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Monday, August 11, 2008

Two Projects in China by TM Studio

During the opening ceremonies of the Olympic Games in Beijing this last weekend, much was made by the media of China balancing the traditional and the contemporary. Viewers observed 2008 "fou" drums lit up as they were thwacked, modern dancers creating a landscape painting in sand, and a giant scroll unfurling with the help of thousands of LED lights. It was a show that conveyed many things, among them the advances that China is making, and the ability to balance them with thousands of years of history.

When one sees the most notable projects swirling around Beijing's hosting of the Olympics, that balance of the old and new is not abundantly clear. Möbius-strip skyscrapers, a theater on a huge plot of land and surrounded by a large moat, an airport as wide as Manhattan, a bird's nest stadium; the fine-grained fabric of traditional life is being eschewed in favor of grand gestures with functions that abandon the agriculture base of the country. In the rest of the country urbanization is rampant as new towns pop up apparently overnight. Shanghai is rapidly being razed to make it the most densely populous place on Earth.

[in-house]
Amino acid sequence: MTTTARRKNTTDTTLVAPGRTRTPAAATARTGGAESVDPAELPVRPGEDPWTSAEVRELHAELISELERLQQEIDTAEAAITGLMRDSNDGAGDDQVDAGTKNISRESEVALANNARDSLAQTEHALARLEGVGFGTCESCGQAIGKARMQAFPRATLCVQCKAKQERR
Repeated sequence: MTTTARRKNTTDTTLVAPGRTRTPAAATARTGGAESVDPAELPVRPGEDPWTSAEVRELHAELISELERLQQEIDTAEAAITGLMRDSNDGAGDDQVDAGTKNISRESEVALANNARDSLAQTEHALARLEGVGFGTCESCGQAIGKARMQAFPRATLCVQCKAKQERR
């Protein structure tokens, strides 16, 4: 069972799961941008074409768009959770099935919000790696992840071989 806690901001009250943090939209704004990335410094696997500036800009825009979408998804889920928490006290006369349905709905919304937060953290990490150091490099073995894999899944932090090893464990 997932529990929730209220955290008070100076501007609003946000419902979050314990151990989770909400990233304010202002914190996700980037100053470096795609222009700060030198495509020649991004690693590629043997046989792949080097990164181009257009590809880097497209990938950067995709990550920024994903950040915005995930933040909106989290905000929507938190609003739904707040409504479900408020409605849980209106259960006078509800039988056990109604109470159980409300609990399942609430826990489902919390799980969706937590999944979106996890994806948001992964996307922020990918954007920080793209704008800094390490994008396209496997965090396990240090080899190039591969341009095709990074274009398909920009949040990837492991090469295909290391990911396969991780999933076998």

So where can one find this supposed balance of tradition and modernity? Two projects by Shanghai's TM Studio (Suquan Yuan redevelopment in Suzhou and Park Block renovation in Taizhou) are good examples of such a synthesis. As part of the Suquan Yuan redevelopment, the architect designed an entrance pavilion "as a dark-brick box inserted with a wooden box, whose long windows could be opened and closed according to the interior using conditions." The layered facade brings the sun in via latticework, casting patterned shadows on a rich palette of natural materials, alternately rough and smooth.

Park Block renovation takes five buildings adjacent to a park and a busy shopping street. The architect aimed to "make connections among different fabrics and scales of the surrounding environment... an evocation of the spatial atmosphere of a traditional townscape." This emphasis on the in-between means these shared spaces have a human quality that invites occupation and use. These are not the large, leftover spaces of modernity, but those generated by consciously designing to locale, both site and population.

As these two projects attest, a balance of old and new is not impossible, even as China rapidly modernizes, but it is an alternative that should be fostered as much, or more than the iconographic attempts at attention.

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